It took about 10 years of decisions for the federal budget to get more than a trillion dollars out of whack, and it's going to take at least five years to balance it again. The only way to do it is piece-by-piece, with equal sacrifices from both Republicans and Democrats.

What the New Tax Law Deal Means for You

After a revolt by unhappy Democrats, the tax bill has finally passed. The Obama tax cut compromise extends Bush-era tax reductions on income, capital gains and dividends through 2012. But there were also some changes. Here's how the tax bill affects you.

Americans Deeply Divided Over Tax-Cut Extensions

While most people support extending at least some of the George W. Bush-era tax cuts due to expire this year, a new Gallup/USA Today survey finds that Americans are deeply divided on which cuts should continue -- and for how long.

GOP Blocks Bill to Extend Jobless Benefits

Unemployed Americans are facing a bleaker holiday season after Republicans in the House of Representatives thwarted an expedited effort by Democrats to extend jobless benefits into next year. The measure passed by a 258-154 vote, but failed to meet the two-thirds majority required for "fast-track" legislation. Republicans opposed the legislation because it wasn't paid for with unused funds from last year's economic stimulus program.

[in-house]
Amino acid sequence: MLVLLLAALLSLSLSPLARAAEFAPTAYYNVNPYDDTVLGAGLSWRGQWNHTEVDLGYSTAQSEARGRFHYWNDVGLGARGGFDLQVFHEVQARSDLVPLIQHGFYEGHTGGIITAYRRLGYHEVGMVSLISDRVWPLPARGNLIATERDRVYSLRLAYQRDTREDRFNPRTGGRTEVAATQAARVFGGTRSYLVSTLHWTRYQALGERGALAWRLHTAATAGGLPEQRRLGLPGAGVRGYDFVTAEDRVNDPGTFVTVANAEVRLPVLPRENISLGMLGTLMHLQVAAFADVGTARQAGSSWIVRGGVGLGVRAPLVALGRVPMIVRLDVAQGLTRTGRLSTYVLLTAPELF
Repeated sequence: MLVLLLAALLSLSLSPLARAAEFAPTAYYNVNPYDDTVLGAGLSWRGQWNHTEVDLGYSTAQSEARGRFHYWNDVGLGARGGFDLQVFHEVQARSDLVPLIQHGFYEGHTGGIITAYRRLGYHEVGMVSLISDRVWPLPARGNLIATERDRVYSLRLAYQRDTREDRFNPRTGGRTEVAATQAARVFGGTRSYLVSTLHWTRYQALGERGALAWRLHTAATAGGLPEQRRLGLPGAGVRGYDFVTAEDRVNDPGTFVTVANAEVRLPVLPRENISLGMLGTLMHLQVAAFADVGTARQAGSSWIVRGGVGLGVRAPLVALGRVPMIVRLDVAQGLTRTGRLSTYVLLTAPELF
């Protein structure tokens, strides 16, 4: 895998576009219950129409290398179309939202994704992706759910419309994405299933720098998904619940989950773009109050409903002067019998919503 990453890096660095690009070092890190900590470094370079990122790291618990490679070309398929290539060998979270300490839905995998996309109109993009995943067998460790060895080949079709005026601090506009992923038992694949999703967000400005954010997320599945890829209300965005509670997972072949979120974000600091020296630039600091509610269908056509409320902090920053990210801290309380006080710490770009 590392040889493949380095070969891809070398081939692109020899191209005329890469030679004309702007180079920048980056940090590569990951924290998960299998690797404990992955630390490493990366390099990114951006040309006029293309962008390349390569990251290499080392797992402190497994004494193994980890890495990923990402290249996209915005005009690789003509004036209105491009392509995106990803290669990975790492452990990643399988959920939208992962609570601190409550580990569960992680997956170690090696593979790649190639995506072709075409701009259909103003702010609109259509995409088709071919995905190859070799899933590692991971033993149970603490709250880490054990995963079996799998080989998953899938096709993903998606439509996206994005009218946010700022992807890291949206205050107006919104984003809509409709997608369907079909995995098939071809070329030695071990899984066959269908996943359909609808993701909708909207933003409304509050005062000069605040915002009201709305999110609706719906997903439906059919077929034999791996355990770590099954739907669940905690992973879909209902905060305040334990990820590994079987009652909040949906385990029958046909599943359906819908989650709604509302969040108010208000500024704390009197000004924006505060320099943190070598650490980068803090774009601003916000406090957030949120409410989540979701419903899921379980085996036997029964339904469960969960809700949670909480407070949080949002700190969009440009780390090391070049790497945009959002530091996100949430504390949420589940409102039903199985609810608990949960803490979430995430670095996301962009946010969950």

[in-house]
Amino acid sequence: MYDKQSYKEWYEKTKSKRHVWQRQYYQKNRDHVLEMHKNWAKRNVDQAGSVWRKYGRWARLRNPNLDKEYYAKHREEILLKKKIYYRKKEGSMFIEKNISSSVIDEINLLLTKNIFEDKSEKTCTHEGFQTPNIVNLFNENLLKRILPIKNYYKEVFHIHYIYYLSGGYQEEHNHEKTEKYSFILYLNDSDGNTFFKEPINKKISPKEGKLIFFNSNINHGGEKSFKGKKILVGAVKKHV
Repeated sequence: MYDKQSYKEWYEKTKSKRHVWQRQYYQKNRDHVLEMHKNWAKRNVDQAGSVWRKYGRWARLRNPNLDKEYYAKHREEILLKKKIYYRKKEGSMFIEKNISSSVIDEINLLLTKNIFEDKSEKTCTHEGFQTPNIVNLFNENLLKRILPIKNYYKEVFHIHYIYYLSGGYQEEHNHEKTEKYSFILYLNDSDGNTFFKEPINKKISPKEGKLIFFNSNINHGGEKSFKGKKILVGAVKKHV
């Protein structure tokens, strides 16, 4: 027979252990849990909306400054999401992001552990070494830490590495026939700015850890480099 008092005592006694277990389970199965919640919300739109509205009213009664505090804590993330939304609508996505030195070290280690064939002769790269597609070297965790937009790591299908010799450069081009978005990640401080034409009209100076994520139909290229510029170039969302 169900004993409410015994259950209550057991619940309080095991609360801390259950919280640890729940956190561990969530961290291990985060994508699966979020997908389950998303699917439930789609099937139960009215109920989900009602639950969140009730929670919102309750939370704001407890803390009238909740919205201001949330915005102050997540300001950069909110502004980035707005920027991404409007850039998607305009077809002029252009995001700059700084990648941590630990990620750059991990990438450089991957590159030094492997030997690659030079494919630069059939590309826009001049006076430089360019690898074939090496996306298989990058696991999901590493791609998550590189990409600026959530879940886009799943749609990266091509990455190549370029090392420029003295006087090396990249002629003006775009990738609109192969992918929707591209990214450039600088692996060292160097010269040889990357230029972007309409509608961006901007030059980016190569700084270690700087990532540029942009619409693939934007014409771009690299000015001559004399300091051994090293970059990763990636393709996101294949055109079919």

New Congress: How Will Gridlock Affect Economy?

With the two houses divided, the parties will have to compromise to get legislation passed. But will they? The challenge will become acute if the Fed's latest stimulus gambit falls short, leaving the economy gasping. The GOP's aversion to spending could be tested.

Is Gridlock Good for Stocks?

Tuesday's election results probably won't affect the stock market much, at least not in the short term since the outcome was largely anticipated. But even so, it's worth thinking about the effect divided government could have on the stock market over the next two years.

Will a GOP Victory Give
the Stock Market Wings?